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Belarus opposition leader Informs Euronews That She Won’t run in Brand New election

The resistance leader in Belarus, who’s now in exile in Lithuania, has advised Euronews that she won’t run in fresh elections if they’re held.

Sviatlana Tsikhanouskaya has been made to flee Belarus after the contested re-election of Alexander Lukashenko. Her husband, a former presidential candidate, had formerly been barred from running and subsequently convicted.

“I am not likely to run into new elections, I am exactly like a transition president,” she informed Euronews. “I along with my staff will organize fair and transparent elections at which I’m not likely to participate.”

There were daily protests from the nation because of the re-election of Lukashenko on August 9, in an election that’s been disregarded by many as rigged.

Protesters and the resistance want fair and free elections to be held, also for Lukashenko to stand down after 26 years since the nation’s president.

In a second meeting with Euronews earlier this week, Tsikhanouskaya explained: “Who is the president of Belarus? I guess I’m,” before immediately clarifying her function is to facilitate fair and free elections.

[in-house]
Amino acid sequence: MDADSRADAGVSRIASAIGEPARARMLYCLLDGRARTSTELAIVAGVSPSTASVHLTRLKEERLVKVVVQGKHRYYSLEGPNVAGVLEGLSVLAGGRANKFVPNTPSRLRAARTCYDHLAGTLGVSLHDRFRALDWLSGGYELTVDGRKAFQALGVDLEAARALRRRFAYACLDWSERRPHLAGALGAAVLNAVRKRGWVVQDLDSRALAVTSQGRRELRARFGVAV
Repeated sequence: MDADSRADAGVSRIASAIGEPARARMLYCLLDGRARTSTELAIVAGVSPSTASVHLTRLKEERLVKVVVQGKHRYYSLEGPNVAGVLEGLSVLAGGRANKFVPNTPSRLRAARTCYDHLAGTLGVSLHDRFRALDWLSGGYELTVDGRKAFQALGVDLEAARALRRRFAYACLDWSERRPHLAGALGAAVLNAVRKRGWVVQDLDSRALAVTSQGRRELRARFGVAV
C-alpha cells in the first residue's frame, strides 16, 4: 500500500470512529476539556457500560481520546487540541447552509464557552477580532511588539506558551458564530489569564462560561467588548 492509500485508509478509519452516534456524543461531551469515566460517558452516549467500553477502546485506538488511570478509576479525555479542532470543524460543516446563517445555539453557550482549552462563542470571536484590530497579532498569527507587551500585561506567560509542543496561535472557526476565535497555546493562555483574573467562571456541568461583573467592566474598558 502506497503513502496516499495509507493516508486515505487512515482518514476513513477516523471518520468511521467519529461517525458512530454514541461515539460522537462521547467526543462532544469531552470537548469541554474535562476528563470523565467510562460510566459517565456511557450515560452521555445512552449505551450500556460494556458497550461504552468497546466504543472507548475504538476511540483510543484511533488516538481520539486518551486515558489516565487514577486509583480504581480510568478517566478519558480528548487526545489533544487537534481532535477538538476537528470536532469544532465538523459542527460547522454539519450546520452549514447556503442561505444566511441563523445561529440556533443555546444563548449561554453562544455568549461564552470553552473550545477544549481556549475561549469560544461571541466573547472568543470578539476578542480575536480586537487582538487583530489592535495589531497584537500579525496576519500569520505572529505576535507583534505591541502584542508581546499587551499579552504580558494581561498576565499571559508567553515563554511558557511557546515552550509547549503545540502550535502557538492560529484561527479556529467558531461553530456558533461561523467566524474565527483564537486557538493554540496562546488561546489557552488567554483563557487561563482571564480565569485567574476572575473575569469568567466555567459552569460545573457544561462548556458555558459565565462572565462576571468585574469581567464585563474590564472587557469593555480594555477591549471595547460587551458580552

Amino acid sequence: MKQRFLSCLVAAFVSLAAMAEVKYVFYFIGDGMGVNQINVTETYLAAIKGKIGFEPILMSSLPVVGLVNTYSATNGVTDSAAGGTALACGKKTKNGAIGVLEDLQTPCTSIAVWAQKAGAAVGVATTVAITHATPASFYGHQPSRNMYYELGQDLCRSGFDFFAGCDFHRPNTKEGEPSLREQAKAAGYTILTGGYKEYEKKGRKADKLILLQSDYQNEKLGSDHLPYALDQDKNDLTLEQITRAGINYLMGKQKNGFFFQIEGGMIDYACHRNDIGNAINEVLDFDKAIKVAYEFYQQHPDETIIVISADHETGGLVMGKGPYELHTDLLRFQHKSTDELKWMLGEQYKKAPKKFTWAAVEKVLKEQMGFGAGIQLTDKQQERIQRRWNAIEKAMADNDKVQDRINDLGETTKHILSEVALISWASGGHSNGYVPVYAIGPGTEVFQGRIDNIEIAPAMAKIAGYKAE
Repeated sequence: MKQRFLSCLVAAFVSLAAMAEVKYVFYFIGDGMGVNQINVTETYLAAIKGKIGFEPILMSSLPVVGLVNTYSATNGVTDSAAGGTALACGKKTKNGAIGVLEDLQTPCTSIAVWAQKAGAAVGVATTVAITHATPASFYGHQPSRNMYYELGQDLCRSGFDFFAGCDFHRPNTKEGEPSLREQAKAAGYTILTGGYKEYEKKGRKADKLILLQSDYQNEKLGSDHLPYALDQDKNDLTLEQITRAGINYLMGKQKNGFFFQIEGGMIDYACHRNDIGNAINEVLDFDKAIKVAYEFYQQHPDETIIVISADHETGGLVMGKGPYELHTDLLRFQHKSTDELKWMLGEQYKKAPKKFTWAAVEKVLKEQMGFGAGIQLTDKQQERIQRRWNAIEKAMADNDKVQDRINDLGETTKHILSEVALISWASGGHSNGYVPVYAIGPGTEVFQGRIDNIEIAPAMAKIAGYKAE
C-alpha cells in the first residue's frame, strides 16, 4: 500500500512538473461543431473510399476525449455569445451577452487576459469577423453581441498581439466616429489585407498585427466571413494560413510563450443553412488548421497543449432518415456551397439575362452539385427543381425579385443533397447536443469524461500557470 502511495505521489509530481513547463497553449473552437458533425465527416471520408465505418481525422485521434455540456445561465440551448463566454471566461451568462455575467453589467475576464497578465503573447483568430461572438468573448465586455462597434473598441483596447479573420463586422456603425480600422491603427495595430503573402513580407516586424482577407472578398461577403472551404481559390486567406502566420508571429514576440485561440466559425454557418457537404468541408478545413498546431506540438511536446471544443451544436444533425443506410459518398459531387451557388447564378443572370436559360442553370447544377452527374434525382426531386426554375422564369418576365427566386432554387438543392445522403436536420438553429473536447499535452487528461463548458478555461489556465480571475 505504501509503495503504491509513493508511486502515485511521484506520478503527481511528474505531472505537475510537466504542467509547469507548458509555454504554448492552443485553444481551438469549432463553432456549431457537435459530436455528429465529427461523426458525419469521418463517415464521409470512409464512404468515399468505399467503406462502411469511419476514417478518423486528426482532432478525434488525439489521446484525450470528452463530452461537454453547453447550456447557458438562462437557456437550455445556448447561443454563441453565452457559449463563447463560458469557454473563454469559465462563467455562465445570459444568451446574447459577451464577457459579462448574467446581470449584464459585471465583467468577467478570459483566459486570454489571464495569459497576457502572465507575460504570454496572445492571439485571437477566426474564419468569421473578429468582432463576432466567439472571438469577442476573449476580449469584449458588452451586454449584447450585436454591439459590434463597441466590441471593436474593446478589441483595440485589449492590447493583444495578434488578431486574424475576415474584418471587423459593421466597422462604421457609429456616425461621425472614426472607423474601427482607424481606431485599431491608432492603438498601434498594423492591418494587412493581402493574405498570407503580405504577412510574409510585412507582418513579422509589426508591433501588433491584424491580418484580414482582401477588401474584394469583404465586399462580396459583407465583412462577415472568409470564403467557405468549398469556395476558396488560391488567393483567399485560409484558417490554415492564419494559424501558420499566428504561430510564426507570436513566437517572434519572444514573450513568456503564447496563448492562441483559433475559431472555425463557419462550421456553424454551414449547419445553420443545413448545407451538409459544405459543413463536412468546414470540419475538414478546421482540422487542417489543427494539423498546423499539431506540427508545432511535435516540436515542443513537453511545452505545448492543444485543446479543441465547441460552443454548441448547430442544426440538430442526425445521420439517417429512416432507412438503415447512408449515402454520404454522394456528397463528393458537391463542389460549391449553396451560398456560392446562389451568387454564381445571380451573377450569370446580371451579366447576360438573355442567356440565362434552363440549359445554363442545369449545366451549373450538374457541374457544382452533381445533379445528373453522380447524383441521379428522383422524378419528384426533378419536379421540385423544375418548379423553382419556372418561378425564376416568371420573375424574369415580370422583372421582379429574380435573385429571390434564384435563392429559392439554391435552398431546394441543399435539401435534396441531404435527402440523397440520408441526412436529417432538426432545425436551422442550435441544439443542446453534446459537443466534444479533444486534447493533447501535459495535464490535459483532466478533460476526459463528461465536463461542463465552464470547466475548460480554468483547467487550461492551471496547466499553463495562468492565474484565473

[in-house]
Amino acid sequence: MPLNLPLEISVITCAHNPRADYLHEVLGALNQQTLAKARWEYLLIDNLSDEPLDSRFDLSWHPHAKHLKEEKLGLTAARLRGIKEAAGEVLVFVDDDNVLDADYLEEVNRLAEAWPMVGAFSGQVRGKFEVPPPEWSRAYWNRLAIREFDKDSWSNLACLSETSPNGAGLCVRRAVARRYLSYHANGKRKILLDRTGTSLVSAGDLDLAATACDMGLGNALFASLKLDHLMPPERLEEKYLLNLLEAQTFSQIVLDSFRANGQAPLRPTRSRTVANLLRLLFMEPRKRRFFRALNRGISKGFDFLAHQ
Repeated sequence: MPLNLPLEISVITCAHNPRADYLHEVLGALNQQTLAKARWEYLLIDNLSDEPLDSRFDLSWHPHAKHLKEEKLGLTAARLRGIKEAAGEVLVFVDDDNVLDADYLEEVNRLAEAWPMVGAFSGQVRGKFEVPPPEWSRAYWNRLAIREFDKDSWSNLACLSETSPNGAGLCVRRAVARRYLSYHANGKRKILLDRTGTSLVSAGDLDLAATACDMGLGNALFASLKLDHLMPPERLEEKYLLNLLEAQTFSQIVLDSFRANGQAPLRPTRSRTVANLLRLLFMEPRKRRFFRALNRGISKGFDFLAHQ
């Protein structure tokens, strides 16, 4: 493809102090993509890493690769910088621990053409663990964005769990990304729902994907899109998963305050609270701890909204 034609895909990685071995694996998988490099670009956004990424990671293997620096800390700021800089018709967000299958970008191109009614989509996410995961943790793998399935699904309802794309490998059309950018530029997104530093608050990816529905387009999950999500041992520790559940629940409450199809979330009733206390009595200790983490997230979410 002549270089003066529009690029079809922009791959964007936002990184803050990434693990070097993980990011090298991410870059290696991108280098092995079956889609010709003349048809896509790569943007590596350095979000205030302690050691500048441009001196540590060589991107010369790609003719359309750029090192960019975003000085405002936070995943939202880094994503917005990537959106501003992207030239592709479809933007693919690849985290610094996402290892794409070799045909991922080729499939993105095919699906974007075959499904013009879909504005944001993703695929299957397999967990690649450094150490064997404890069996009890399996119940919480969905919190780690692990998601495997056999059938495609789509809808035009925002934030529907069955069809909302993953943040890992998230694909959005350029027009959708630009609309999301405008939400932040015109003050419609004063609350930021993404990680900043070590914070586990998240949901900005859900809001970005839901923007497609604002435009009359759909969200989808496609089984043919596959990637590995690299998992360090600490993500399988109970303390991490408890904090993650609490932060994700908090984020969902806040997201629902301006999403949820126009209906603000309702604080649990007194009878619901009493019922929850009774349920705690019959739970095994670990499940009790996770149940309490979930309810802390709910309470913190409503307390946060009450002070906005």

Asked what message she’d love to send into Lukashenko, Tsikhanouskaya explained: “I’d ask him to listen to his people, to hear the will of his people, and also to know that we aren’t prepared to live together with him, simply step away and allow the nation exist without him, it’s possible and it ought to be achieved for the interest of everyone in Belarus.”

Russian President Vladimir Putin declared earlier this week he’d send forces to assist Lukashenko if protests turned violent.

The EU has called on him to refrain from intervening, together with foreign affairs leader Josep Borrell telling him to”honor the democratic decisions” of the Belarusian men and women.

Tsikhanouskaya insists that there will be no demand for any Russian forces to go into the country.

“He did not offer to send law enforcement, he stated that his book of police folks are prepared to assist if our so-called president will want it,” she explained.

“But I do not think that it’s a danger for us since our protests are completely calm, therefore this Russian agency will have no motive to assist Mr. Lukashenko like that “

They had been met with brute force from the government, with tens of thousands arrested and”mounting evidence” of torture occurring, according to Amnesty International.

The Belarusian government has shifted tack since then, though protests continue to be dispensed with using force, and a few demonstrators have been taken into custody.

The people of Belarus won’t”forget and forgive” what’s occurred, ” said Tsikhanouskaya.

“We’re certain that we won’t quit until the government will step away since our society is not prepared to comply with the dictator anymore.

“Our society won’t have the ability to forget and forgive all of the crimes they’ve committed, and we’ll endure until we win”